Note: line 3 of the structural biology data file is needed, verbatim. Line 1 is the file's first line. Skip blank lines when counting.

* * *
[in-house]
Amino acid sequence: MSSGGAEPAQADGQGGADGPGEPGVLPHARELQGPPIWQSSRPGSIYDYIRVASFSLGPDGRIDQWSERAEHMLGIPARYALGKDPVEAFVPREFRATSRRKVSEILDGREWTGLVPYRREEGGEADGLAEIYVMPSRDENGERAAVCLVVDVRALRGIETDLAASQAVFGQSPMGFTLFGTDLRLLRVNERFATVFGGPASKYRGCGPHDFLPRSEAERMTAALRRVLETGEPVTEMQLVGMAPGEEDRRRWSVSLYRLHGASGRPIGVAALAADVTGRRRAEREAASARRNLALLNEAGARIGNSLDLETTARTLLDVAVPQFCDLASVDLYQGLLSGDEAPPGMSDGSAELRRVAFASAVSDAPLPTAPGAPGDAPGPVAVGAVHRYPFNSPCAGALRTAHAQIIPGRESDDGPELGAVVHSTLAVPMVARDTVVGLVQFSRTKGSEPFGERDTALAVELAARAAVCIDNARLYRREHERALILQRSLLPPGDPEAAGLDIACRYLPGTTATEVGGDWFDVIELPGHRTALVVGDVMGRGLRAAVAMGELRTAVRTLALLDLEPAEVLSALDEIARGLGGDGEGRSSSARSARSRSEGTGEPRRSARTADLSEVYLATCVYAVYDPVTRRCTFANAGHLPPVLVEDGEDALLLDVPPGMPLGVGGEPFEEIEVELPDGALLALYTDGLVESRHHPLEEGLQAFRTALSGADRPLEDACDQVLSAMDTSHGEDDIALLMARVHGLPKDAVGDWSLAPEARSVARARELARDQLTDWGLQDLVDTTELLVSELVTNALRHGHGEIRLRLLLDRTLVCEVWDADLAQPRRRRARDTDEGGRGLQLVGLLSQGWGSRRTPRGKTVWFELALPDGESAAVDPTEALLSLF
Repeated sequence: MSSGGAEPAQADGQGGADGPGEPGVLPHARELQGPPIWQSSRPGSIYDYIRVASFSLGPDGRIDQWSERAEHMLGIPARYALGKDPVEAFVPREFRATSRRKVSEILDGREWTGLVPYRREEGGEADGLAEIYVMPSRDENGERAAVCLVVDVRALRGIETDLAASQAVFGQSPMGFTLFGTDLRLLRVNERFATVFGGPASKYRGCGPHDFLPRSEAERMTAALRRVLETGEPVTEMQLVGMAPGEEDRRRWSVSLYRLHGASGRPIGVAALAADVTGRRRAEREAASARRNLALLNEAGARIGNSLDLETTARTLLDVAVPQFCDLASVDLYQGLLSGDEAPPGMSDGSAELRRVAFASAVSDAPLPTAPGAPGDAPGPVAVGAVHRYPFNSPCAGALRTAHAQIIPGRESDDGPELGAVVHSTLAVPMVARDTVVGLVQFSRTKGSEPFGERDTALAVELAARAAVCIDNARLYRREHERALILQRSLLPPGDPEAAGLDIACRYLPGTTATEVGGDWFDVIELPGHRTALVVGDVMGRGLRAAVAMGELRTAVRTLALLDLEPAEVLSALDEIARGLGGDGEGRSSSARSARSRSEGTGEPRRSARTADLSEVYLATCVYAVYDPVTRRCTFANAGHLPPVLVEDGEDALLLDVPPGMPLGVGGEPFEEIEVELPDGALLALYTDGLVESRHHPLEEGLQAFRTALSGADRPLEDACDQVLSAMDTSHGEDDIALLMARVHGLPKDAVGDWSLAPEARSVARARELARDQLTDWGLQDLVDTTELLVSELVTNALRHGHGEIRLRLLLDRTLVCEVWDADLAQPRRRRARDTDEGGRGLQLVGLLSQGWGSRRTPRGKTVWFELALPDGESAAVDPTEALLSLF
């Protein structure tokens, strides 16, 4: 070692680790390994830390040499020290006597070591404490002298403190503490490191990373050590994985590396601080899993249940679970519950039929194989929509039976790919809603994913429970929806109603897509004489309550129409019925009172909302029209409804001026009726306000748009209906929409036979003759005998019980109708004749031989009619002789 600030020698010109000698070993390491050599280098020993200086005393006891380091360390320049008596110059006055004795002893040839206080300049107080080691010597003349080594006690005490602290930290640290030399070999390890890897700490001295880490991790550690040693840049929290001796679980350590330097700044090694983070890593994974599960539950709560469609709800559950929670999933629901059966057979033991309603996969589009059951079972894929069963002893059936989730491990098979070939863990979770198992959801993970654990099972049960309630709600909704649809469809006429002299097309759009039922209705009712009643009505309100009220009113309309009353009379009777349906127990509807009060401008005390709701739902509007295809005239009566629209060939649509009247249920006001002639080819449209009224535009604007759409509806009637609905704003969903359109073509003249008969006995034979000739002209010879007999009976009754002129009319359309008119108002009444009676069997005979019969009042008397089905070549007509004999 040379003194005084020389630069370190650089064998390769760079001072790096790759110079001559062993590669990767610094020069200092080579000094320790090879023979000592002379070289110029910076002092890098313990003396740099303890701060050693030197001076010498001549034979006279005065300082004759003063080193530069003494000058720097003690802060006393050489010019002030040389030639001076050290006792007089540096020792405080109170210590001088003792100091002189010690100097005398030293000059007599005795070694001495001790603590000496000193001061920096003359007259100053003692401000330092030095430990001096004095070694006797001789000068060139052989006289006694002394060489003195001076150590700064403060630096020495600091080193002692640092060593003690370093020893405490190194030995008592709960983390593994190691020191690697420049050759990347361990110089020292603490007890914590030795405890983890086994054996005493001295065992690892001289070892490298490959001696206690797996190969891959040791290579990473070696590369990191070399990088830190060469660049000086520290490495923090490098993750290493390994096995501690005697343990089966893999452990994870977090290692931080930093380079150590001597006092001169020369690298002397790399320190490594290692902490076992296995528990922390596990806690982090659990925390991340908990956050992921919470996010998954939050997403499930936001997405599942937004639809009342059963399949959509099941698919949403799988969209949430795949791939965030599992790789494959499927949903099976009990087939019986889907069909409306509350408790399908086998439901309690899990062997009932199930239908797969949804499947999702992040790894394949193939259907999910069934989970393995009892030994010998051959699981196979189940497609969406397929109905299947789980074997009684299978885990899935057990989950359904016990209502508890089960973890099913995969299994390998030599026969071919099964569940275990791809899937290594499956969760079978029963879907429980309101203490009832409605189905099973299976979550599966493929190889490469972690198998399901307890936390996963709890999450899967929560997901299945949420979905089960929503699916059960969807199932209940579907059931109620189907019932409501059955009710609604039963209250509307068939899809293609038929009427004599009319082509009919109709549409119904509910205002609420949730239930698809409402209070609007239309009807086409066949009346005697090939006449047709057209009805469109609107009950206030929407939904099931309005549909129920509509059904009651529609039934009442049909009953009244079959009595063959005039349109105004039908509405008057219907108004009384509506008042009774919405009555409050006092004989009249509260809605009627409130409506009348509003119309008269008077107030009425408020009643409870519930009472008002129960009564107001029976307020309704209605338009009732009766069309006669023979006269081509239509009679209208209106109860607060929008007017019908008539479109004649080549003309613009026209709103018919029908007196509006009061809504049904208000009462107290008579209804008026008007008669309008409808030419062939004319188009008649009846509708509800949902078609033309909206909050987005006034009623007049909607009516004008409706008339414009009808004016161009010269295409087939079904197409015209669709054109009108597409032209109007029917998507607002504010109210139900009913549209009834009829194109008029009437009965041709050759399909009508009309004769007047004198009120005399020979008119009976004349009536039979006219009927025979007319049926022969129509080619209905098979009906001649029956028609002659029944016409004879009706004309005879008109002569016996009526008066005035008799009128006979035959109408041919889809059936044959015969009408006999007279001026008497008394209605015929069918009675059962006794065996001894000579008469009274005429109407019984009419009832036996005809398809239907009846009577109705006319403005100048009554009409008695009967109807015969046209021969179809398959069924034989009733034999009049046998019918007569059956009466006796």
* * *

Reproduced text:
Repeated sequence: MSSGGAEPAQADGQGGADGPGEPGVLPHARELQGPPIWQSSRPGSIYDYIRVASFSLGPDGRIDQWSERAEHMLGIPARYALGKDPVEAFVPREFRATSRRKVSEILDGREWTGLVPYRREEGGEADGLAEIYVMPSRDENGERAAVCLVVDVRALRGIETDLAASQAVFGQSPMGFTLFGTDLRLLRVNERFATVFGGPASKYRGCGPHDFLPRSEAERMTAALRRVLETGEPVTEMQLVGMAPGEEDRRRWSVSLYRLHGASGRPIGVAALAADVTGRRRAEREAASARRNLALLNEAGARIGNSLDLETTARTLLDVAVPQFCDLASVDLYQGLLSGDEAPPGMSDGSAELRRVAFASAVSDAPLPTAPGAPGDAPGPVAVGAVHRYPFNSPCAGALRTAHAQIIPGRESDDGPELGAVVHSTLAVPMVARDTVVGLVQFSRTKGSEPFGERDTALAVELAARAAVCIDNARLYRREHERALILQRSLLPPGDPEAAGLDIACRYLPGTTATEVGGDWFDVIELPGHRTALVVGDVMGRGLRAAVAMGELRTAVRTLALLDLEPAEVLSALDEIARGLGGDGEGRSSSARSARSRSEGTGEPRRSARTADLSEVYLATCVYAVYDPVTRRCTFANAGHLPPVLVEDGEDALLLDVPPGMPLGVGGEPFEEIEVELPDGALLALYTDGLVESRHHPLEEGLQAFRTALSGADRPLEDACDQVLSAMDTSHGEDDIALLMARVHGLPKDAVGDWSLAPEARSVARARELARDQLTDWGLQDLVDTTELLVSELVTNALRHGHGEIRLRLLLDRTLVCEVWDADLAQPRRRRARDTDEGGRGLQLVGLLSQGWGSRRTPRGKTVWFELALPDGESAAVDPTEALLSLF